2014-01-07_15.33.141I rescued my two dogs separately. We got Zoe first (dog pictured on the right in the photo). I had been a dog groomer my whole adult life and had left my family dog behind when I moved out. I felt like I was the only dog groomer in the world with no dog. We moved to Oregon and decided it was the right time and we found Zoe at the Oregon Humane Society. It was definitely love at first site. She was laying on her bed with her nose tucked under her tail. Just calmly looking around. Not barking like all the other dogs. We called her over to us and she licked our hands and wagged her tail and that was that. She’s an amazing dog, one of the smartest I’ve ever met. She knows over 50 different words and many tricks.

We decided about a year after adopting Zoe that she needed a friend but we weren’t seriously looking. One of my friends from the dog park told me that there was another dog at the same shelter that looked just like Zoe. I looked up the dog right there and she did look exactly like Zoe and she was also from the same small town. Our shelter takes transfers from other shelters from around the country. I went home that night and showed the picture to my husband. I didn’t think anything would come of it because my husband was pretty set on not getting another dog. He shocked me when he said, “You can go look at the dog, if you want to.” The next day, I loaded up Zoe and we were off on what was about to become our greatest adventure yet.

When I got to the shelter, I found Zoe’s look-a-like dog. She was sitting in the back of her kennel run in the corner shivering and looking around frantically. She was a shut down, mess of a dog. You could immediately tell how scared she was. She would not come up and visit. I found out that she had been rescued from a burning house and that she was traumatized. The shelter staff was recommending that she only go to an experienced home. I thought, “Well… I’m experienced. I’ve had dogs my whole life, worked with dogs professionally and I sort of know what I’m doing.. I could make this work.” I had them bring her out to the meeting room and I met her there. She was so skittish that she wouldn’t let anyone touch her. The shelter worker even commented about how she could never be off leash because she’d probably run away. I was sort of feeling nervous about taking her, worried that I might not be experienced enough. I had a lot of doubts. I decided to go get Zoe from the car and see if they would even get along. I brought Zoe in and they didn’t really care about each other, one way or the other. They sniffed each other and Zoe was very relaxed about the other dog. She did some of her tricks for the shelter staff and occasionally sniffed the other dog. We walked them a bit together and then I went out to call my husband to see what he thought. After describing the dog to my husband, he was neutral! I thought for sure he’d say no after hearing how traumatized she was and how I couldn’t even touch her. He said if I wanted to adopt her to do it. So I took the plunge, signed the paperwork and took her home.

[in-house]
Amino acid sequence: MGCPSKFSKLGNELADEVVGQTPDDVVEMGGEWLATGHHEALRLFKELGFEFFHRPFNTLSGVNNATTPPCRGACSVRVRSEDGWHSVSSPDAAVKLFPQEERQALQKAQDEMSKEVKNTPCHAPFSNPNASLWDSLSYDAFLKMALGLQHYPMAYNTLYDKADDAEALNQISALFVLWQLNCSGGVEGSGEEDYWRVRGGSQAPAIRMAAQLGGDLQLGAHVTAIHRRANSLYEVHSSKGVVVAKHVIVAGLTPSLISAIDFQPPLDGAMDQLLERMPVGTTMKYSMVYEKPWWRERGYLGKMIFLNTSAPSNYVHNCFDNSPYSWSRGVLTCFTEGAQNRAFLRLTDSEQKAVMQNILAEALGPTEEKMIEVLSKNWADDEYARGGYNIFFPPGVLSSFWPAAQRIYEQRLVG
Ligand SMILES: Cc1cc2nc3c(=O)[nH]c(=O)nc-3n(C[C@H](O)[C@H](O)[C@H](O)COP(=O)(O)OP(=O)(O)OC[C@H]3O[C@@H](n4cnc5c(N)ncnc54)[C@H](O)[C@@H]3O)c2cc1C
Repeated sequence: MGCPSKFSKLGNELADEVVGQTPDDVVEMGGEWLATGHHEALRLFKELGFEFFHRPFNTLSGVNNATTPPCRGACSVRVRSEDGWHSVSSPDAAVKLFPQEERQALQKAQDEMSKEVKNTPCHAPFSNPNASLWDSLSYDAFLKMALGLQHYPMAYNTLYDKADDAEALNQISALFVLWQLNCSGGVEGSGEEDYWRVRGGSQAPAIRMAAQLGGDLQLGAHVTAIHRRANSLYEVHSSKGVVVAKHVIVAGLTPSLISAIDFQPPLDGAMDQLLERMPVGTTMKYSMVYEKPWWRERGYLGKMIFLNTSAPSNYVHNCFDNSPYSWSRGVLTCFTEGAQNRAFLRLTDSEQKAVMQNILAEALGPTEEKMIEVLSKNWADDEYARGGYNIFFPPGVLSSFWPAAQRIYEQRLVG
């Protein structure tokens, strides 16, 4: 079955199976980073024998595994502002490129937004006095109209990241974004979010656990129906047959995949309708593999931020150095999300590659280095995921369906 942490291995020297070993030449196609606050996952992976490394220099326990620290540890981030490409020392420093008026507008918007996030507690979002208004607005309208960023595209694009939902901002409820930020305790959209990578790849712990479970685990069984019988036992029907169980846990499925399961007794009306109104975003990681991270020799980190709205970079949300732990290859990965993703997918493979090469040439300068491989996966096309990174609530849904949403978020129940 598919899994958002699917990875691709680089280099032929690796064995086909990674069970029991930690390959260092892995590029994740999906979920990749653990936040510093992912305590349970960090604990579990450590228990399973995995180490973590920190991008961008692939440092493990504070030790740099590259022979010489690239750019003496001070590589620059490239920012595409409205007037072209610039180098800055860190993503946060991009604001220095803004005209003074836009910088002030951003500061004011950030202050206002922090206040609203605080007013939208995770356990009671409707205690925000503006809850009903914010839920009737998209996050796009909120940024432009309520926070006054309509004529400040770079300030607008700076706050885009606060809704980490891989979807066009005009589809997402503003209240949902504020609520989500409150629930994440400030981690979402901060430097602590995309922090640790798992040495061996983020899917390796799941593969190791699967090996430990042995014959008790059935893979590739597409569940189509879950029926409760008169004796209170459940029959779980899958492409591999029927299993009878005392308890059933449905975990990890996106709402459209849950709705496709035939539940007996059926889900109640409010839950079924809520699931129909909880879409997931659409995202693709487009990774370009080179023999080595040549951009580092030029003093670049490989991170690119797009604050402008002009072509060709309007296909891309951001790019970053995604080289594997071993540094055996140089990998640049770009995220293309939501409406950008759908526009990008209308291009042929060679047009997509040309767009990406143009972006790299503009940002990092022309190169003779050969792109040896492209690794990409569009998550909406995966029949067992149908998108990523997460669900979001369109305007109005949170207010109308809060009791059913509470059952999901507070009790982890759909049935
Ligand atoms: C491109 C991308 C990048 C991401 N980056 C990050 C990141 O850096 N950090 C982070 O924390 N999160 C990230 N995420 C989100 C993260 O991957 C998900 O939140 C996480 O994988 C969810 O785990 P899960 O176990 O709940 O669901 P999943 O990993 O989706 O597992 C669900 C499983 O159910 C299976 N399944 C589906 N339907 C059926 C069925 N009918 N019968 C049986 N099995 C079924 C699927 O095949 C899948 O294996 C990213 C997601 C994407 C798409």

The first few days were really rough, the new dog came in immediately growling at our cats and when she got over that, then she wanted to chase them. I was actually worried she might try to kill one. We still couldn’t touch her and she had to wear a long leash at all times. She got along beautifully with Zoe, though.

I began training her immediately, with positive reinforcement training. How do you train a dog you cannot touch? She was so afraid of hands moving towards her that she was unable to follow any cookies and didn’t really want to take them out of our hands, either. We started tossing treats her way any time she did anything appropriate. If she chose to lay down on her bed, we had a treat party. If she sat politely, she got treats. If she came near me, I would drop a treat for her. She slowly began to trust me. About a month after I adopted her, I got my first kiss from her. Right on the face and I cried tears of joy. She was finally starting to trust me. We decided to name her Phoenix because after all, she did rise from the ashes.

Slowly things got better with Phoenix. It was like that one kiss opened her up completely to trusting me. She started learning some of Zoe’s tricks and we discovered how much she loved toys. She became the life of the party. She is always up for a game or a snack. She is always ready to play and do tricks. It took her a little longer to start trusting my husband.. around 6 months to a year before she would let him touch her but even he was charmed by humorous personality.

Three years later and Phoenix has become my heart dog. She is amazing. She has taught me so much about dog training, patients and love. She is the best friend a girl could ever have. She is always the first one ready to cuddle, she is always curled up beside me and she is always there for me, even when I’m having a sad day.

Both of my girls are great dogs, they make me laugh and they bring so much joy into our lives. They rescued me more than they will ever know and I love them dearly. They are everything.

If you would like to know more about Zoe and Phoenix because there’s a ton more, I do have a blog: zoephee.blogspot.com and they also have a youtube channel: https://www.youtube.com/channel/UCr30JxP3JUC78xj6GxVhNDQ